Travel

A long train trip is the perfect time to sit back, relax … and find yourself trapped in an endless discussion about railway lines. By Ronnie Scott.

Staying on track from Malaysia to Thailand

Between Surat Thani and Bangkok.
Credit: SEAT61.COM

Between Butterworth, in Malaysia, and the Thai capital of Bangkok, an international rail service has run since 1922. The train costs $38 and the journey takes 23 hours. The same journey by plane takes two hours and costs just 12 bucks more.

For Paul Theroux, the über rail-lover, the choice is no choice at all; he called this exact train “a world on wheels” in his lush overland travelogue, The Great Railway Bazaar. Elsewhere, he explained that train travel “seemed the happiest choice. You could do anything on a train; you could live your life and go long distances. There was little stress, there was sometimes comfort”. And there was, of course, the romance. To love trains is to love the possible. You never know who you might meet.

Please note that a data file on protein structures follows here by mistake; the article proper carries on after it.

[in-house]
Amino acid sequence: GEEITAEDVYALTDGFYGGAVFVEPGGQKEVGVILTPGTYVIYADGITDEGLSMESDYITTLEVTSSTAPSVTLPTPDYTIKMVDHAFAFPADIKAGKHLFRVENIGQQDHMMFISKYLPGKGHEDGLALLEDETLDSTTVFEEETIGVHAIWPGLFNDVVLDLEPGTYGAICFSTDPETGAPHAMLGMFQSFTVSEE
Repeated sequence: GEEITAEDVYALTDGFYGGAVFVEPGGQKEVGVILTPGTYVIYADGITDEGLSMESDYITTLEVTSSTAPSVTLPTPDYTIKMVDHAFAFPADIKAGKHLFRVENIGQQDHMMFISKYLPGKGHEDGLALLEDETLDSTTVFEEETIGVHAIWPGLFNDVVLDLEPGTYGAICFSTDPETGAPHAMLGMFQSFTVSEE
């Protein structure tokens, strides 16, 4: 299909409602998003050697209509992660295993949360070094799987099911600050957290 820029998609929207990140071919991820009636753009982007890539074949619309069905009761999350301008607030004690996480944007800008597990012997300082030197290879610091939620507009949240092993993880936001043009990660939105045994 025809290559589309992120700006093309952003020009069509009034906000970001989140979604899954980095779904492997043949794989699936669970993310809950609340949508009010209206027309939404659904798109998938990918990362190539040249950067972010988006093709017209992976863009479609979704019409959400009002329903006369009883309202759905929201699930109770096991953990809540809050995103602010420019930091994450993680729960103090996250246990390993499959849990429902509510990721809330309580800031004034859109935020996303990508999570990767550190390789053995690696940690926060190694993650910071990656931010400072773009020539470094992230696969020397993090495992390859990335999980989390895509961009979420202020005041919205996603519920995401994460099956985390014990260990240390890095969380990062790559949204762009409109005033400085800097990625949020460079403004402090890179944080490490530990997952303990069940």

Which, depending on your temperament, is a good reason to take the plane. The patron saint of the rail-loather is probably Flaubert, who, at age 15, put trains first on a list of the misdeeds of modern humans: “Railways, poisons, enema pumps, cream tarts, royalty and the guillotine.” At 17, he revised all items on the list –
except the first. Flaubert came of age at the birth of widespread rail travel, and all trains seemed to do was move people to more places where they could be loud, flawed and boring.

His lists would not make sense to Theroux, but they do make sense to me: at least guillotines are speedy and efficient. I like travel but dislike moving from A to B. Any situation that places you in a sealed environment with other people had best be quick – invisible, ideally. And whereas planes are designed to trick you into thinking you aren’t there, trains are upfront, pushy. In The New York Review of Books, Tony Judt has argued that train tracks, requiring clear paths through space, demand rights of way, property and possession “wholly unprecedented in peacetime”. They are not for people like Judt or Flaubert, and they are not for me.